Scientists have created Terminator 2-style shapeshifting metal. Don’t tell Skynet.

A team of researchers at North Carolina State decided it’d take too long for Skynet to create T-1000 shapeshifting metal, so they’ve gone ahead and made things a whole lot easier.

It’s not quite to the point of being a Terminator 2-level killing machine, but the research team has created an amazingly cool liquid metal alloy of gallium and indium that can reshape itself in a way that is eerily similar to the nigh-unstoppable robot that still haunts our dreams.

As Gizmodo notes, the team discovered that by applying a very low voltage to the metal, they could control and manipulate the surface tension. That tension usually makes liquid metals bead up into spheres, but the applied voltage instead caused the material to succumb to gravity and flatten/turn into Robert Patrick.

By studying further, the team determined that by flipping from negative to positive the liquid metal returns to a spherical shape. Here’s what the project’s senior author, NC State associate professor of chemical and biomolecular engineering Michael Dickey, had to say about the experiment:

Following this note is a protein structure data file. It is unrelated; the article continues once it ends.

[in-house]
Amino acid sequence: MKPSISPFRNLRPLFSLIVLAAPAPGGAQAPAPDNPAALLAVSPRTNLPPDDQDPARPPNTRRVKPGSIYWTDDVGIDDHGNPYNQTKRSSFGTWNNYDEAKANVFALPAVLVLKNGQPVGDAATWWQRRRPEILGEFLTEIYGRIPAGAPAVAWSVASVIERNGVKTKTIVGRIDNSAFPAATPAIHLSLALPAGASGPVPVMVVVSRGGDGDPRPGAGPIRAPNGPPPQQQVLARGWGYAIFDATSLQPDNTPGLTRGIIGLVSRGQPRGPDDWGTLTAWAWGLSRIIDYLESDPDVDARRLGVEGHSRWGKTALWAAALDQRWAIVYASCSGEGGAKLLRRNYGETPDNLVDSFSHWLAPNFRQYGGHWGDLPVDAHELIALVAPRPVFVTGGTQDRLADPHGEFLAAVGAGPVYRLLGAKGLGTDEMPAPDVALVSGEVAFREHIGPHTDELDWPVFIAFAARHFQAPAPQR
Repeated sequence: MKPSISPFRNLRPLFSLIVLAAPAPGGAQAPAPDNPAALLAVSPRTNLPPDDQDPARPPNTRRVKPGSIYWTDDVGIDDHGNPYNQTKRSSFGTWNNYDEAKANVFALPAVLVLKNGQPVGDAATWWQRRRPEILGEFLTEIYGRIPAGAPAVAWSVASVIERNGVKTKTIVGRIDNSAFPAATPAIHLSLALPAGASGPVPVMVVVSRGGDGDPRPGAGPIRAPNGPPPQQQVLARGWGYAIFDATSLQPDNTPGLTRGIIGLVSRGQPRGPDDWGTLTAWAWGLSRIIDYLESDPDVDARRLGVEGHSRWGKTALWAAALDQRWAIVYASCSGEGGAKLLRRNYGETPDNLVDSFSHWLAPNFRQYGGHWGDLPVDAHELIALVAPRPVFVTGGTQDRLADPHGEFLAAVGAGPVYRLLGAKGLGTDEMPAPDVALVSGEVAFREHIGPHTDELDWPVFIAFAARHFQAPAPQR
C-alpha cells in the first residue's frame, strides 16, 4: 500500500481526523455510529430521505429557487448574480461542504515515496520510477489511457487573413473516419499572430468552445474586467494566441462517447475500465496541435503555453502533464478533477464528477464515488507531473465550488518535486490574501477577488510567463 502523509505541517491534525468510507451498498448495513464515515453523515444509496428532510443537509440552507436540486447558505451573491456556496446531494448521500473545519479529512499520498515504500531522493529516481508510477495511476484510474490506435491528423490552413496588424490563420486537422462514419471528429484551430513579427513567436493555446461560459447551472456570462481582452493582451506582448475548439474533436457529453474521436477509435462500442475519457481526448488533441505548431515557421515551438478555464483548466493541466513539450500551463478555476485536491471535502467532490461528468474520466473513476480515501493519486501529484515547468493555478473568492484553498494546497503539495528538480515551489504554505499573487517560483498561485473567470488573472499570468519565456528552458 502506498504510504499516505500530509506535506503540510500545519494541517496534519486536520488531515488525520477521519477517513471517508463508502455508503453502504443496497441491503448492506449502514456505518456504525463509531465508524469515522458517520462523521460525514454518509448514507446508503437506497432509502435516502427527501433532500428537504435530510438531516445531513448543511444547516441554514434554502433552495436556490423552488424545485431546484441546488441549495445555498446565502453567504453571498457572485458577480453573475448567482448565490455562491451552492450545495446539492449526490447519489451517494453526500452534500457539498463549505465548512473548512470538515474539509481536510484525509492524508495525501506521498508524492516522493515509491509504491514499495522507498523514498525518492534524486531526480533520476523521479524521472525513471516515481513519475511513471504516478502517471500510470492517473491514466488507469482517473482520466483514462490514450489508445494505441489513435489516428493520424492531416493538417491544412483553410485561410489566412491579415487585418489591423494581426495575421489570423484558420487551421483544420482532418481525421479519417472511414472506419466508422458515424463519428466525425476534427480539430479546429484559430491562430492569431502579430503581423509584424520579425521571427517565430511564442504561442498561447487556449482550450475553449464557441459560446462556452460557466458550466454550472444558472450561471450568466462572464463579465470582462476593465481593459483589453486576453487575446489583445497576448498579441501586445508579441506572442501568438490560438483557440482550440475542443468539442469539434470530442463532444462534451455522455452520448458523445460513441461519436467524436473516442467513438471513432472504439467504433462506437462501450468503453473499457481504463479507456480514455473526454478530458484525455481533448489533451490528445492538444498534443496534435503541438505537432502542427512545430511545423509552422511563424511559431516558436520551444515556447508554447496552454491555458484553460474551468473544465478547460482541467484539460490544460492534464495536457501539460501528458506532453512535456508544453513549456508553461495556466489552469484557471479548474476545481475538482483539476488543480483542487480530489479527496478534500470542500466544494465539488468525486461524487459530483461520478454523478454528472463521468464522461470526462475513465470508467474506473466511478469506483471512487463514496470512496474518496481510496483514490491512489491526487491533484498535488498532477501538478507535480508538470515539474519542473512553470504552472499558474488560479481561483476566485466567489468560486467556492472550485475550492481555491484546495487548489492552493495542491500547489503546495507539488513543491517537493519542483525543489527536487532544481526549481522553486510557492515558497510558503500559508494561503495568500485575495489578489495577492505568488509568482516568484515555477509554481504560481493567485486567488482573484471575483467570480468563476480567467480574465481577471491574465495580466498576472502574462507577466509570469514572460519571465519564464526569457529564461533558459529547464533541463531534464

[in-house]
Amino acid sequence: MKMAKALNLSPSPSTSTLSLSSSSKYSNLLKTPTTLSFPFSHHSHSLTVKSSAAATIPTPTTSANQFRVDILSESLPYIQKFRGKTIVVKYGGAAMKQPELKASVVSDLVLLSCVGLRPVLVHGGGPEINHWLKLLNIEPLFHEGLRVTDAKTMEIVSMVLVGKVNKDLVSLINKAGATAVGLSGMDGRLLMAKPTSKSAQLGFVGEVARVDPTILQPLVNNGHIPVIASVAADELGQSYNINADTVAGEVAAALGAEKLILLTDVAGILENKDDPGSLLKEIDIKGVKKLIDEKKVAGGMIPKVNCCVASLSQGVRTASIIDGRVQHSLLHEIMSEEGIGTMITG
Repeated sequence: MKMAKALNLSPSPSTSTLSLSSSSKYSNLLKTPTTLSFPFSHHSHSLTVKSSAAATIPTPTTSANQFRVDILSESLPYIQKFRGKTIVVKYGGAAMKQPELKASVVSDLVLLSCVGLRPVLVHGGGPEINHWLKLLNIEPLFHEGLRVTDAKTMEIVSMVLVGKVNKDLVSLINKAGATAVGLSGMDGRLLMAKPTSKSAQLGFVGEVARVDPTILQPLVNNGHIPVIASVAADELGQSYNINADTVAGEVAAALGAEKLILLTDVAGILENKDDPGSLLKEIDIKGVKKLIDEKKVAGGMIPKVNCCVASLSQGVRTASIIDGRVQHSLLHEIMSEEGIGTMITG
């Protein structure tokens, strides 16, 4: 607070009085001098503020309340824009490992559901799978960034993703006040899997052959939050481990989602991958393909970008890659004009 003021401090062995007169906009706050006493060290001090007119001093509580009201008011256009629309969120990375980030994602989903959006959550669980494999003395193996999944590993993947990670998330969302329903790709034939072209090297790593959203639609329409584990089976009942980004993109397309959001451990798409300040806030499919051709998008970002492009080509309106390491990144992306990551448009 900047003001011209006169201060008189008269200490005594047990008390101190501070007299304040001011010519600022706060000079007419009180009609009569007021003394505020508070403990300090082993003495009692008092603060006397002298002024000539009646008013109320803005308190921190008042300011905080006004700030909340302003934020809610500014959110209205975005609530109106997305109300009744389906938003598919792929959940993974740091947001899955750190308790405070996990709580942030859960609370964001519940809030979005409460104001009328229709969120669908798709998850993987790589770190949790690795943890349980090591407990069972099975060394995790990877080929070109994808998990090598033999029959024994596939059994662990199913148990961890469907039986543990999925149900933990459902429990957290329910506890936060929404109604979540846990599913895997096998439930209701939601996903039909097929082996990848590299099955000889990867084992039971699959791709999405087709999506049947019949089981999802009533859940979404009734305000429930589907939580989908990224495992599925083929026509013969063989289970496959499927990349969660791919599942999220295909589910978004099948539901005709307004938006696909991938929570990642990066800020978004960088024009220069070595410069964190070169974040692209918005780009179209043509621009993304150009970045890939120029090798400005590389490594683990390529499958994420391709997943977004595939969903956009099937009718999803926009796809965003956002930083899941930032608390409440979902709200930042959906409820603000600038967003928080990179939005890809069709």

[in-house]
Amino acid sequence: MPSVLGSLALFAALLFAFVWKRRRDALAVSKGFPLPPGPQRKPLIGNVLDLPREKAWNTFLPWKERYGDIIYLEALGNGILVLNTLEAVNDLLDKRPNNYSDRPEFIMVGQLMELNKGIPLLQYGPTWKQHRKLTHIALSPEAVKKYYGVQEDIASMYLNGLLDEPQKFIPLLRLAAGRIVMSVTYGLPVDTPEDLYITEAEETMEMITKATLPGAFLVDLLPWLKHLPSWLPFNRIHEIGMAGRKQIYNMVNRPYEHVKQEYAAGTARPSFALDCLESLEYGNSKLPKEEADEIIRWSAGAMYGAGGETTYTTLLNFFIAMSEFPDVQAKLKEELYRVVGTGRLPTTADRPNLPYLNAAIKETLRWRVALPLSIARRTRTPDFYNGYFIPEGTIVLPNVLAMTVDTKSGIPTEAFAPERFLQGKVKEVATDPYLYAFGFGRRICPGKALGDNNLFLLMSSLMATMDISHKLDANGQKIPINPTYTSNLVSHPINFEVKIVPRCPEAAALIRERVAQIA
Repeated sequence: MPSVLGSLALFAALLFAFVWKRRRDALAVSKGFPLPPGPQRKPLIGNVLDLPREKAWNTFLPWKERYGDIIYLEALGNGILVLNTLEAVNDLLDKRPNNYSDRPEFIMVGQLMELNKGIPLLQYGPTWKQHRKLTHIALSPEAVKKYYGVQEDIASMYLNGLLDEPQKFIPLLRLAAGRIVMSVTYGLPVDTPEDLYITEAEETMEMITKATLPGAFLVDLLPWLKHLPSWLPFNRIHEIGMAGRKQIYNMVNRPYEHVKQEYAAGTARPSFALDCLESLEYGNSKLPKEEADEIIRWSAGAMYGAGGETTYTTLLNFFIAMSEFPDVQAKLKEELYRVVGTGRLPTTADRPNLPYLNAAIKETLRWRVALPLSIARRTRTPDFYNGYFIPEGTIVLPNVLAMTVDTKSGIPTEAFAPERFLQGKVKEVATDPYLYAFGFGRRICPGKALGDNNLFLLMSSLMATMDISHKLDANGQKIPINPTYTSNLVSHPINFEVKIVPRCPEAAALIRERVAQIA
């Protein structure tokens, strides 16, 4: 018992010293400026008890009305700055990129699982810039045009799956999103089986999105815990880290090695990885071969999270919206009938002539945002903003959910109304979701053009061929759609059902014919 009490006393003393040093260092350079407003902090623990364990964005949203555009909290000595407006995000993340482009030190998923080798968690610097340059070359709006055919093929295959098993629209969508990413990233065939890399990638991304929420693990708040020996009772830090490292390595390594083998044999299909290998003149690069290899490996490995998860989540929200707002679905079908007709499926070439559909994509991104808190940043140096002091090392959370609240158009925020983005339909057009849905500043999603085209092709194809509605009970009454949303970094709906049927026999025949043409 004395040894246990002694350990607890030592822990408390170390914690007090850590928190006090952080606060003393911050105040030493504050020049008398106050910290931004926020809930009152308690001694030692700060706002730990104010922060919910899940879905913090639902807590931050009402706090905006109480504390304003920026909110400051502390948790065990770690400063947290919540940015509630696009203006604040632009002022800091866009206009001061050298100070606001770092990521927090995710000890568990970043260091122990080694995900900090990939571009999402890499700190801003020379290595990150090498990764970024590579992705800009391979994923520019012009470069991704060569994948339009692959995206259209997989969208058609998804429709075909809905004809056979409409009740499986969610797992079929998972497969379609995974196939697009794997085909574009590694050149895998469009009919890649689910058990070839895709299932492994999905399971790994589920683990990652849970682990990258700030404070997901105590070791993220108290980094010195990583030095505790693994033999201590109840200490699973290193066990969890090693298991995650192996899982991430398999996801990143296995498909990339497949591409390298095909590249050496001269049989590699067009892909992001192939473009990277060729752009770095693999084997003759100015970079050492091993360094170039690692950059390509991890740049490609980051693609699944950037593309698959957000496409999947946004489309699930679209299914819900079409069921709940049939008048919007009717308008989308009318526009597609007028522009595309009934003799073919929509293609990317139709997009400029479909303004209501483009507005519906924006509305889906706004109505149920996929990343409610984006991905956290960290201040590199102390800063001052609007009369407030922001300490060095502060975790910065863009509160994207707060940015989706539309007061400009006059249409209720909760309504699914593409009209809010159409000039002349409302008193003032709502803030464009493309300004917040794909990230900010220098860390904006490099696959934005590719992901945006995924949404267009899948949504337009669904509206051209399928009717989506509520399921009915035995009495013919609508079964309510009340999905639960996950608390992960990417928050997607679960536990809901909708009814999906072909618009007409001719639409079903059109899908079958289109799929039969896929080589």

“But we discovered that applying a small, positive charge – less than 1 volt – causes an electrochemical reaction that creates an oxide layer on the surface of the metal, dramatically lowering the surface tension from 500 mN/meter to around 2 mN/meter. This change allows the liquid metal to spread out like a pancake, due to gravity …

The resulting changes in surface tension are among the largest ever reported, which is remarkable considering it can be manipulated by less than one volt. We can use this technique to control the movement of liquid metals, allowing us to change the shape of antennas and complete or break circuits. It could also be used in microfluidic channels, MEMS, or photonic and optical devices. Many materials form surface oxides, so the work could extend beyond the liquid metals studied here.”

As far as practical applications (aside from killer robots) are concerned, researchers believe the tech could eventually be used to change the way circuits are produced — or even change the design of an antenna when the signal is too weak.

(Via Gizmodo)

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